Changer de langue :

31 October

funeral rites

Funeral rites play a privileged, not to mention primordial role in man’s relationship with what is sacred. 

Through their rich ceremonies they underline the point to which death is present and accepted in non-western societies where the deceased, who will become ancestors, are an integral part of life.

This close relationship between the living and the dead very often passes through a vast exchange system that is symbolic, spiritual and physical all at once and manifests itself through offerings and is embodied in the moulded sculpture, a sign of durability and object of memory.

 

  • Ceremonial Sculpture

    Ceremonial Sculpture

  • Ancestral Skull

  • Headdress Mask

  • Reliquaire zoomorphe (poisson), crâne

    Zoomorphic (fish) Reliquary, Skull

  • Funeral Effigy

  • Funeral Mannequin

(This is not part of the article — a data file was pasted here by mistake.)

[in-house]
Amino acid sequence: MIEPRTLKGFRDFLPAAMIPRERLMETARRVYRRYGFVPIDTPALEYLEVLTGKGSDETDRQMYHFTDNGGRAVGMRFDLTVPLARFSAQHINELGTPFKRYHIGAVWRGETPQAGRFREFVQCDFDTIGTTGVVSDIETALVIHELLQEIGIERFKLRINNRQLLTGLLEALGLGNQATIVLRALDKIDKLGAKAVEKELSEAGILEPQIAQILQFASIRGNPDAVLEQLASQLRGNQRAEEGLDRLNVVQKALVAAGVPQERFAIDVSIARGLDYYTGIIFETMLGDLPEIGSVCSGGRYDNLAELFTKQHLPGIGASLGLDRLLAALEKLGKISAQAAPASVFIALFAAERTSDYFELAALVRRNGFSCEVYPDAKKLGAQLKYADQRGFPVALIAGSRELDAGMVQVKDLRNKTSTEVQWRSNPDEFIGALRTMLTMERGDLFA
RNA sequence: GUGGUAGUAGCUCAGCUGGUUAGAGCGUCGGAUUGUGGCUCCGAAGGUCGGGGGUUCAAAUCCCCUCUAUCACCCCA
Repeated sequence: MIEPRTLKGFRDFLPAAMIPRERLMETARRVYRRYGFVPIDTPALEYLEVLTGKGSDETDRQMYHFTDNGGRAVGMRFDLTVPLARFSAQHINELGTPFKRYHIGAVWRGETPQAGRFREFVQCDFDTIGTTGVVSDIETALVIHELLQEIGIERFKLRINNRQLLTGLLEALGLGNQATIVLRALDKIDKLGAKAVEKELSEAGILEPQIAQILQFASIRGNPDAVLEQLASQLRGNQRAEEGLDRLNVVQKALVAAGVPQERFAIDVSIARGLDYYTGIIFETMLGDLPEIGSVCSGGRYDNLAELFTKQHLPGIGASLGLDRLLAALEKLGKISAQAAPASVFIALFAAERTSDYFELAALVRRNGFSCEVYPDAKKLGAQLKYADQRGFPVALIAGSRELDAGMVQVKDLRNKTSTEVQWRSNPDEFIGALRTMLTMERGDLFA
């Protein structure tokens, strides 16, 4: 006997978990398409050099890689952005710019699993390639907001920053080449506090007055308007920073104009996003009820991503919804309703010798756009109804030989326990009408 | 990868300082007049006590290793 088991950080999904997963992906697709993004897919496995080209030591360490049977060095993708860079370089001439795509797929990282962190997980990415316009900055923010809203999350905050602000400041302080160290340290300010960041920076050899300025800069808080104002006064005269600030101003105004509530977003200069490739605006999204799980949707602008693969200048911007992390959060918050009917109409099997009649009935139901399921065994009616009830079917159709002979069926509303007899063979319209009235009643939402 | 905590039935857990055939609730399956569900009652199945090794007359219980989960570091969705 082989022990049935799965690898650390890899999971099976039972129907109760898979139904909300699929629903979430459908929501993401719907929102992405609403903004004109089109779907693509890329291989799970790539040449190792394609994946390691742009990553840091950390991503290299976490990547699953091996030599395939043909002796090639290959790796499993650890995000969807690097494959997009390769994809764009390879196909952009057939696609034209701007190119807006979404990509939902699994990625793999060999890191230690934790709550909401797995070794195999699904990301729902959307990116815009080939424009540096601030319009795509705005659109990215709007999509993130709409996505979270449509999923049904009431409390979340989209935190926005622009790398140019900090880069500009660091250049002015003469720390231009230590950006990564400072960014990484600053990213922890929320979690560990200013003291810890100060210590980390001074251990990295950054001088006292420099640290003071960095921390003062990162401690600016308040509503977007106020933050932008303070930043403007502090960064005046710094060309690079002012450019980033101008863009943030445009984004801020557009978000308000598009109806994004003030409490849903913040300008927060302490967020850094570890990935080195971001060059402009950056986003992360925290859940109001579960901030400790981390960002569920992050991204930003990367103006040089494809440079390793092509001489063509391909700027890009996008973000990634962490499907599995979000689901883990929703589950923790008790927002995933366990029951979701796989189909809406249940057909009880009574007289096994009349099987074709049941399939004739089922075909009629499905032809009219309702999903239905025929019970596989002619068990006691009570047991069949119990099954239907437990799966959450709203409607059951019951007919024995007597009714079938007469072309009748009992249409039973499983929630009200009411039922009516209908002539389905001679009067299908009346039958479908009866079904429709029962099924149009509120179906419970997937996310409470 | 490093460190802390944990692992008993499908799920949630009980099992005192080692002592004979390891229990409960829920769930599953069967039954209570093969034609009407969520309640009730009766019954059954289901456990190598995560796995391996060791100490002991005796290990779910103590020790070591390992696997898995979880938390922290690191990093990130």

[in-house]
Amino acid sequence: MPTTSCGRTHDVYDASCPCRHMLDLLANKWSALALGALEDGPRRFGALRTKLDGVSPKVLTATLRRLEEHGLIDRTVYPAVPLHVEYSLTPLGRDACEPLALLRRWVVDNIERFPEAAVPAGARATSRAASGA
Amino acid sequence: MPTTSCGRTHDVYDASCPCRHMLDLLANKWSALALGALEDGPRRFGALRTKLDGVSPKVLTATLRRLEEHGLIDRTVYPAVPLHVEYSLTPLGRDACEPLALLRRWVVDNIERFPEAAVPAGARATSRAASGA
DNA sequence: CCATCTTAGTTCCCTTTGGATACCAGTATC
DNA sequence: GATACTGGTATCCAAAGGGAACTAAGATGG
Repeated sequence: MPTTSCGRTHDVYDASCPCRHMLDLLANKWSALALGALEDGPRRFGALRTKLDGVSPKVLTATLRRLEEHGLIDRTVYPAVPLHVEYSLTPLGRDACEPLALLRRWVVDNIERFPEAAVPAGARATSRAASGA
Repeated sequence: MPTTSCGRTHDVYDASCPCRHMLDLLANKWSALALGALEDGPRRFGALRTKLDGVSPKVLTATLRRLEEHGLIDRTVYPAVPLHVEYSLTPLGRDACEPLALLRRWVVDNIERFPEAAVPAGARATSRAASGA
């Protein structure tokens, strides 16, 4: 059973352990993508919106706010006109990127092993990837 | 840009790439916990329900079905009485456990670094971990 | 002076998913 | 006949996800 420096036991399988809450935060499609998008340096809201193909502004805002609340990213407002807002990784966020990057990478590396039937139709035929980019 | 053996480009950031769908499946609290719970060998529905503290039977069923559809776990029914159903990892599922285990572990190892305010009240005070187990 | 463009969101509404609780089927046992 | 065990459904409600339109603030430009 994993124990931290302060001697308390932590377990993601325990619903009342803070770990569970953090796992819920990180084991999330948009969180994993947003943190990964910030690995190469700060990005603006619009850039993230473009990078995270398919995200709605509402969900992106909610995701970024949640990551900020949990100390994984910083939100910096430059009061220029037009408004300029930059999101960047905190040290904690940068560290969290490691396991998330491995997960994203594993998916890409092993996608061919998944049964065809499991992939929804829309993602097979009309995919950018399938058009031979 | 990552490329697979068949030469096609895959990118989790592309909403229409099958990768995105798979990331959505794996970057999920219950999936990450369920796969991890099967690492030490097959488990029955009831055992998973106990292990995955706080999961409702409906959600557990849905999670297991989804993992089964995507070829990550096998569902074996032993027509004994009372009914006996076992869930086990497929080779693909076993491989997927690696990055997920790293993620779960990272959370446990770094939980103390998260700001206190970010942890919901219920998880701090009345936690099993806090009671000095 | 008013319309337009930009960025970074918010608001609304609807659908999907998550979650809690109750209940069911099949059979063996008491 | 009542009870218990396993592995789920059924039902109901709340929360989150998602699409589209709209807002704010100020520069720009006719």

• Mourner's Mask

  • Funeral Ceremony

  • Bronze Funeral Drum

  • Funeral Statue

  • Anthropomorphic Statues

  • Anthropomorphic Mask

  • Reliquary Guardian Statuette

  • Skull Representation

  • Anthropomorphic Funeral Post

  • Female Figure

  • Funeral Bag

  • Pedestal Bowl, With Zoomorphic Decoration

  • Bowl

  • Funeral Mask

  • Funeral Urn


Zoomorphic (fish) Reliquary, Skull

Zoomorphic (fish) Reliquary, Skull

Fish Reliquary, Solomon Islands, Santa Anna Island, Beginning of the 20th Century, Bone, Wood, Natural Pigments, 211,5 x 35,3 cm, Donated By Monique and Etienne de Ganay, Régine and Charles van den Broek, La Korrigane Expedition, 1934-1936, 71.1961.103.56

The soil on Santa Anna Island is poor. Fishing is indispensable to the life of its populations. Their ritualized activity surrounding this activity reflects their bond with the marine world. Young boys are initiated into this activity in the buildings that have been built along the coastline where these reliquaries have been preserved in bonito form, which is a kind of tunny fish or shark, as well as the big fishing and and war canoes. These reliquaries held the skulls of chieftains, and the long bones of the deceased were placed in the canoes. Mourning rituals allowed for the transformation of the dead chieftain into a protective force. Thus, chieftains of important people could reincarnate, after their deaths, into swordfish and sharks, which then became tutelary deities.